You and Owen Patterson were good in articulating leaving the EU on TV today JR. Although you still appear to be impatient with those who do not share your view. Try a little humour to persuade them.

        It is clear Hammond is going for delay and try transitional agreement in the hope WE will change our minds or a second referendum can be held. This idea needs to be killed stone dead now. His comment about the thoughtful politician is like the Osborne no one serious minded wants to leave the EU. It will irritate the public that Hammond is looking down his almighty nose in a patronising way towards the public. Although it might convince dim-witted MPs.

        • acorn
          Posted December 13, 2016 at 7:44 pm | Permalink

          The longer Brexit can be delayed, the greater the chance of a second referendum being demanded by the 99%; and, it voting “remain”.

          Between the June 2016 referendum and March 2019 Brexit exit, two million referendum voters will have died and been replaced by an equivalent number of aged 18 to 20 voters. The stats say the latter will contain a majority of “remain” voters.

          In a possible second referendum in 2019 – the later the better – the previous 52 to 48 “leave” vote, would probably be overturned with a very small margin.

          The longer Mrs May can string out the Brexit negotiations, the less the chance of the UK actually leaving the EU. Anything that can slow down the process, the better for Mrs May. Be it the Supreme Court; Northern Ireland; a referral to the ECJ, all obstacles will be gratefully accepted.

          • Hope
            Posted December 15, 2016 at 2:03 pm | Permalink

            I agree. The march of the mass immigration to the UK continues as well. Some of whom will be eligible to vote! Now the govt wants the LAs to increase our taxes, again, by 6 percent to pay for a mass immigration issue of social care. The numbers are staggering and the rate of increase even more staggering

    • Richard Shelley
      Posted December 13, 2016 at 9:41 pm | Permalink

      “People may not like banks, but trying to punish them as institutions is a kind of self harm, as it depresses economic performance if the banks cant lend. ” – This is only true where bank lending is the only way new money can enter the economy as is the current situation (See the poorly reported bombshell BoE release “money creation in the modern economy”). It doesn’t have to be this way. We can create money debt free (i.e. not requiring interest repayments) as QE has shown us – only QE doesn’t have to spent on buying government and corporate bonds but could be spent directly into the economy (and this doesn’t need to be inflationary). See “QE for the people” and positive money.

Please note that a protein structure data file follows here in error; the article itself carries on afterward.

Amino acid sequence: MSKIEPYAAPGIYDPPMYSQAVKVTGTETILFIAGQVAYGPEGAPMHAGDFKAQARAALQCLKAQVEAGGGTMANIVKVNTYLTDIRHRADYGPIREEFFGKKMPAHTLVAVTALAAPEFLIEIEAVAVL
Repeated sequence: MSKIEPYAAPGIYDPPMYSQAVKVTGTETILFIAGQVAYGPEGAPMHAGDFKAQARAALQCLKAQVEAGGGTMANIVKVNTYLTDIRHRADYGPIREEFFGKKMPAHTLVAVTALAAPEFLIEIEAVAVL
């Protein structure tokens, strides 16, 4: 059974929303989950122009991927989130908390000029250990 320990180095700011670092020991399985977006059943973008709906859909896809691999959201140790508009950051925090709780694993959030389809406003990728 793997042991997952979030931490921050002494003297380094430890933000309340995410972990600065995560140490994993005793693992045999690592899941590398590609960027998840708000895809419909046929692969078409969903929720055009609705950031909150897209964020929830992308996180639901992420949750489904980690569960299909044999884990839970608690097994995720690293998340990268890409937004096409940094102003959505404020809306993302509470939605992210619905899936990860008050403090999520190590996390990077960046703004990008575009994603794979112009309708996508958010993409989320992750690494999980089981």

• Hope
        Posted December 14, 2016 at 12:04 pm | Permalink

        We do have to punish or talk down. It is rather simple, separate the banks and make them responsible for any failure with personal liability to the directors and CEO. It will focus their minds.

        • Hope
          Posted December 16, 2016 at 11:21 am | Permalink

          We do not have to punish or talk down. Sensible changes could easily and swiftly be made.

          While the banks bankroll the EU project for the Tory govt change is unlikely to happen. JR knows this but omitted it from his blog. Presumably in the hope one of us would do so.

  2. Lifelogic
    Posted December 13, 2016 at 6:05 am | Permalink

    Indeed, the banks are still a complete joke. Perhaps 0.2% interest when you lend to them unsecured (so negative in real terms) and then perhaps 18 times that when you want to borrow back off them (and this very well secured). This when the borrower is very often a far better credit risk than the bank itself.